Pollock to Bismarck- A strategic high mile day - Undaunted Porridge - CycleBlaze

June 22, 2018

Pollock to Bismarck- A strategic high mile day

Lewis and Clark point the way
Heart 5 Comment 0
Jen has another idea....
Heart 5 Comment 0

When we left Pollock at 7am our intention was to ride about 37 miles to the Beaver Creek Recreation Area. The forecast was for gentle tailwinds, and we anticipated an easy day.

More pasture art outside of Pollock
Heart 4 Comment 0

We sailed through the remaining miles of South Dakota with minimal effort and into state number six, North Dakota. Before long, we encountered a new breed of livestock, the American Bison. Many people call these wooly-necked creatures buffalo, but true buffalo are native to Africa and Asia. And the horns on a buffalo look like Marlo Thomas' hair in That Girl. Remember: buffalo - Marlo Thomas hair; bison - Peg Bundy hair.

Like the old Johnny Horton song said, North! To Dakota, you go north the rush is on! Oh, wait...
Heart 6 Comment 0
Heart 4 Comment 0
Peg Bundy- Bison hair
Heart 5 Comment 1
Dee Fortehahahahaha!
Reply to this comment
2 years ago
That Girl- Buffalo hair
Heart 6 Comment 3
Bruce LellmanI'm so glad I know this distinction now. Thank you. I'll never forget.
Reply to this comment
2 years ago
Dee Fortethis is so funny - and a great way to remember!
Reply to this comment
2 years ago
Ron SuchanekTo Bruce LellmanJen likes to educate the public.
Reply to this comment
2 years ago

Anyhow, on we rode through the gently rolling hills of North Dakota on route 1804. Gay was in the lead (as usual - he is a rockstar endurance athlete!), and before long I saw him talking with 2 touring cyclists on a tandem. Dale and Susan from Kearney, NE were heading east on the Lewis & Clark route and we all stopped to chat for 20 minutes or so. It was great to run into other cyclists and I was so happy to finally meet another woman out riding the Lewis & Clark route.

Dale and Susan from Kearney, Nebraska
Heart 5 Comment 0

They shared some very helpful information about the road ahead, and let us know that the convenience store we were expecting at Beaver Creek was closed for remodeling. We could probably get by with the food we had, but this put a little hitch in our provision planning. We agreed that we would stop for lunch at the campground and evaluate our options.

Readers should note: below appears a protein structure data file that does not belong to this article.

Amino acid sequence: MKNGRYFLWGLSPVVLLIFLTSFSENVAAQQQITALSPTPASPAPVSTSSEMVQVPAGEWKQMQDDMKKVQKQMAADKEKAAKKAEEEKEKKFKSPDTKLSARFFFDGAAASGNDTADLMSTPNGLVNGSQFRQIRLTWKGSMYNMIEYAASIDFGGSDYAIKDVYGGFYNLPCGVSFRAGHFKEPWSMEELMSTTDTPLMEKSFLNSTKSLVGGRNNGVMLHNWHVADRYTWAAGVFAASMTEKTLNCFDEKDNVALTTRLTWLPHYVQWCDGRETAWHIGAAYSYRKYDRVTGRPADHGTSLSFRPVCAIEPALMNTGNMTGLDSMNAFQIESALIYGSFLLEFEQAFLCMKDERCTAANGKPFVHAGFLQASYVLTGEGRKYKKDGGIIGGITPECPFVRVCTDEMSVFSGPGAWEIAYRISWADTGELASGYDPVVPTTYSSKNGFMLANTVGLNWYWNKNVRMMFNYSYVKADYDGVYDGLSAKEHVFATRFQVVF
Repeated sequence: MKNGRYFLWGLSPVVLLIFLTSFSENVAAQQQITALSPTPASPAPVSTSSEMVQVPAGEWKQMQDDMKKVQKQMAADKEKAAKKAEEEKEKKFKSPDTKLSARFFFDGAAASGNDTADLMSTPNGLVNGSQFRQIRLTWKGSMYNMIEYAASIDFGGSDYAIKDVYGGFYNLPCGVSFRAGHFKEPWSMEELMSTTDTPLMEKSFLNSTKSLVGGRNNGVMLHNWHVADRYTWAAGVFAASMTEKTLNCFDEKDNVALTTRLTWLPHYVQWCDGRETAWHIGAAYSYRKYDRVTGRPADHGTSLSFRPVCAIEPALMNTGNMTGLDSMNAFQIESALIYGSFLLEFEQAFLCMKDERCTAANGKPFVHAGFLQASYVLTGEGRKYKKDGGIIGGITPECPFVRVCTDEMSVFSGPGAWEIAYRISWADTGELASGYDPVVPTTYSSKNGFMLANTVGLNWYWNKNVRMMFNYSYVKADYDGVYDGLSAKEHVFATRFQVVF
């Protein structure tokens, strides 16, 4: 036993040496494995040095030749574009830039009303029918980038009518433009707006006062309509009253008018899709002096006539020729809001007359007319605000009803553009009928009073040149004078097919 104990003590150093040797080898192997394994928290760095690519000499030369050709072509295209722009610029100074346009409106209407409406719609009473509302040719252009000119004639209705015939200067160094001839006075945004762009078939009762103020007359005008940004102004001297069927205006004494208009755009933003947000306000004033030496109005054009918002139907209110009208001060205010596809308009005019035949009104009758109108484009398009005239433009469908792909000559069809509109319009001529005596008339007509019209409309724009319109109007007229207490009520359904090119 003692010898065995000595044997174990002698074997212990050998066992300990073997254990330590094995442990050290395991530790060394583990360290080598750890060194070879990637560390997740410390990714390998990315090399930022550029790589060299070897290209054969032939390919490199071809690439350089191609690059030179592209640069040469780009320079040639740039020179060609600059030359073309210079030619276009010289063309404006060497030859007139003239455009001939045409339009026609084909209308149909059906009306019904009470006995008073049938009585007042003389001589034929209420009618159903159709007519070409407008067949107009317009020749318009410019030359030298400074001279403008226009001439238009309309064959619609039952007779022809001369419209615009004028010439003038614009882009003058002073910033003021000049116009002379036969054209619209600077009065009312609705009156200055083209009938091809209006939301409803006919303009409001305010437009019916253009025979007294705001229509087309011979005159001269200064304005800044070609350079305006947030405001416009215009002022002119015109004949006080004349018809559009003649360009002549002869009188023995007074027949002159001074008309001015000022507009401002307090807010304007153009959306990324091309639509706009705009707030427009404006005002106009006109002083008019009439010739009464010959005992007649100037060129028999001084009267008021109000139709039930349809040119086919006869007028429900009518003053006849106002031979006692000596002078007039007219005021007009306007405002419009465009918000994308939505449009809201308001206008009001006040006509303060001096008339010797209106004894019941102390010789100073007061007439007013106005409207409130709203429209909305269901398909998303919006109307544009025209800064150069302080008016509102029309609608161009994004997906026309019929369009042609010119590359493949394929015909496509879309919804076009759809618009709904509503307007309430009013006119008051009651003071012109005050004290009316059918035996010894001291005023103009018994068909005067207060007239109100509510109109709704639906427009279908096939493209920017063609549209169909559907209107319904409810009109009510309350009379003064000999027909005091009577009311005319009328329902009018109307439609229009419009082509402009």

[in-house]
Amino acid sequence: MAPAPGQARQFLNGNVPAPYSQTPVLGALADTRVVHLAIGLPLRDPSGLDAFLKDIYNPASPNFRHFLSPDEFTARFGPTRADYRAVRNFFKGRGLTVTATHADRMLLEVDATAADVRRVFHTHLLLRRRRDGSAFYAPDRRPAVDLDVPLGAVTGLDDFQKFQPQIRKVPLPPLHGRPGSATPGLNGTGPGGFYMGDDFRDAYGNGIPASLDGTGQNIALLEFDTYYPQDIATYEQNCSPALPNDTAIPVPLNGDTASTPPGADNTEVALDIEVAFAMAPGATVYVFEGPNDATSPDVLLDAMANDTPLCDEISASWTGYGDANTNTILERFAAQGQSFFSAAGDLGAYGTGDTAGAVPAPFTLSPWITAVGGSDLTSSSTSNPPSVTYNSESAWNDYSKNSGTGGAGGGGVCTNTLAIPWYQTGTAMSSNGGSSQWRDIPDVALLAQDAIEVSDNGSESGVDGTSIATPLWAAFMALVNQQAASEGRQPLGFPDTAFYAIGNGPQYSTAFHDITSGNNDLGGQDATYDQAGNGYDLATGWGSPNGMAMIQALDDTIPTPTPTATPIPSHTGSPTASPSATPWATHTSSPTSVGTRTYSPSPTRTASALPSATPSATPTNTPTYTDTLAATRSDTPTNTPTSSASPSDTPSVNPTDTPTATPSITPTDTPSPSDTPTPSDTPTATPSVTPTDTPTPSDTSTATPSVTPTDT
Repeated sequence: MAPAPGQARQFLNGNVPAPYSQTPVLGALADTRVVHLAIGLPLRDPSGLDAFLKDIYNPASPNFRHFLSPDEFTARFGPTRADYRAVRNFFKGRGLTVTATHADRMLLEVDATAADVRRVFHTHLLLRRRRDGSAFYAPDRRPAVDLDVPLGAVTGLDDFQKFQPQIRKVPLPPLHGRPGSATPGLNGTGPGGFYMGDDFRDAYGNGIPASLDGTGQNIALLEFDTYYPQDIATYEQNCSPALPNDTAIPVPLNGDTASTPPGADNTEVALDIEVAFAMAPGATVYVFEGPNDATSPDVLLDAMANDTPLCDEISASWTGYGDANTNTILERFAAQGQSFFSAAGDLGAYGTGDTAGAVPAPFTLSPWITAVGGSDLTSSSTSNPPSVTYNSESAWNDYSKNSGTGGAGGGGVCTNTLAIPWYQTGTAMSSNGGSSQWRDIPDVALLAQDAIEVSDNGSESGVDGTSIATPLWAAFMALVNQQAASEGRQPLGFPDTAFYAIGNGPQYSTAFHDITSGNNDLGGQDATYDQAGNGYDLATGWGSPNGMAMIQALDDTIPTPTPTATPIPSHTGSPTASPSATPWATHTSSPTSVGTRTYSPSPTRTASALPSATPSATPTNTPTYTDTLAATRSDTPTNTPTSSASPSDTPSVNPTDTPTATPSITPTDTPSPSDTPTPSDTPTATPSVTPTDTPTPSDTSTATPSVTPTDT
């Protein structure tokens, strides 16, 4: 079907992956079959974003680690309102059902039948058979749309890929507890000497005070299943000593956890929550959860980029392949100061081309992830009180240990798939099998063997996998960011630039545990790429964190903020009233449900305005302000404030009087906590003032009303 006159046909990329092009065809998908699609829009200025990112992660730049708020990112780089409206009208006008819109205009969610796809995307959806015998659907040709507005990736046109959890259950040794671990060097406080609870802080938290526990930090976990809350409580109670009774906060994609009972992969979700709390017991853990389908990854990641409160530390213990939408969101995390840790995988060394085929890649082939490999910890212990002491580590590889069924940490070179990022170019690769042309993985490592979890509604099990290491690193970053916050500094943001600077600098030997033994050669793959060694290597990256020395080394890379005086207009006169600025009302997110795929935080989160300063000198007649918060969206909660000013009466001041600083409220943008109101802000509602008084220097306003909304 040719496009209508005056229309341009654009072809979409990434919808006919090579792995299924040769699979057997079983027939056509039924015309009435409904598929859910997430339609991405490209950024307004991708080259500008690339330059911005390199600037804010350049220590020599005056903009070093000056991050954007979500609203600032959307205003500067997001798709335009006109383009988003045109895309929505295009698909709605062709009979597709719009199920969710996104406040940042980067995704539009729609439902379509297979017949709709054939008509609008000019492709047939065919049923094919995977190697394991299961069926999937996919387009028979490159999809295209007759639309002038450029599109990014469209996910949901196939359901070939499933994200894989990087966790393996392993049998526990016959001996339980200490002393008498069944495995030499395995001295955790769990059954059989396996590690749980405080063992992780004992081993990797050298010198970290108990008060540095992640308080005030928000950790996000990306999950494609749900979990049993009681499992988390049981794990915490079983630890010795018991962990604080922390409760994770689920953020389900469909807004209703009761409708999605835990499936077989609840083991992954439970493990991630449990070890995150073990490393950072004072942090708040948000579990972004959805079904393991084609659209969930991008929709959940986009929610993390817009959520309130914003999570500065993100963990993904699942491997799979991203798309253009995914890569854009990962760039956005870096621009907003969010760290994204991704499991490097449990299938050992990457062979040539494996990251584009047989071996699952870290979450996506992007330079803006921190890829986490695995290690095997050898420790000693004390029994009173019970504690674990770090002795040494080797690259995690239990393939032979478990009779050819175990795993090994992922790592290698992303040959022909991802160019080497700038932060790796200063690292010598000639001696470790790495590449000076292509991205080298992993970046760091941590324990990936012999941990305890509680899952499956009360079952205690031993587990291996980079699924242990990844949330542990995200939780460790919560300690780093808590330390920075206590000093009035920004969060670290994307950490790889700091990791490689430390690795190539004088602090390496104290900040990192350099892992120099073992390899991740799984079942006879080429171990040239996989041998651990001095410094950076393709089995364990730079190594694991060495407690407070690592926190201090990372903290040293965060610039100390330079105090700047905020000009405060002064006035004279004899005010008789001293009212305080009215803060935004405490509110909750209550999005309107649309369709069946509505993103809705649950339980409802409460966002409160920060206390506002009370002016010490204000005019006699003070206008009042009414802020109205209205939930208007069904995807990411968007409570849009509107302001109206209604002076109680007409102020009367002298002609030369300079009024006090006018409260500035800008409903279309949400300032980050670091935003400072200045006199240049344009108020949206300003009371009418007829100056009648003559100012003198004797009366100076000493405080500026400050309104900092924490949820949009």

This was our original intended campsite
Heart 1 Comment 0

With building tailwinds, a lack of available foodstuffs, and rain in the forecast we decided that our best bet was to continue riding to Bismarck. It would be a long and arduous 82-mile day, but we would be closer to hotel bail-out options in the case of extended rains, and the forecasted high for the day was a tolerable 85 degrees. Plus, we would have a tailwind assist that I estimated would boost our average speed up to 15mph.

What I missed in this calculation is the 10-mile section near the end where our direction of travel would change from north to mostly west. With winds from the south, this meant riding rolling hills with building crosswinds - right when our energy levels most needed any help the winds could provide.

After our lunch at Beaver Creek, we took one last break for 2nd lunch at Glencoe Presbyterian Church. The final 25 miles to General Sibley Campground outside of Bismarck were pretty tough, and our total travel time for the day ended up being 11 hours. We were ready for pizza; lots of pizza!

We found a spot to pitch our tents near the 1 power outlet so that we could take turns maintaining a minimum charge on our various devices. And we ordered 3 pizzas from AB Pizza, a medium pepperoni each for Ron and Gay and and a small veggie for me. We had no problem devouring every last crumb, and by 9:30 were ready to crash.

We knew that since it was a Friday night at an urban-area campground there would probably be a fair amount of drunken nonsense. But the park's quiet hours began at 10pm and we figured we were tired enough to sleep through anything.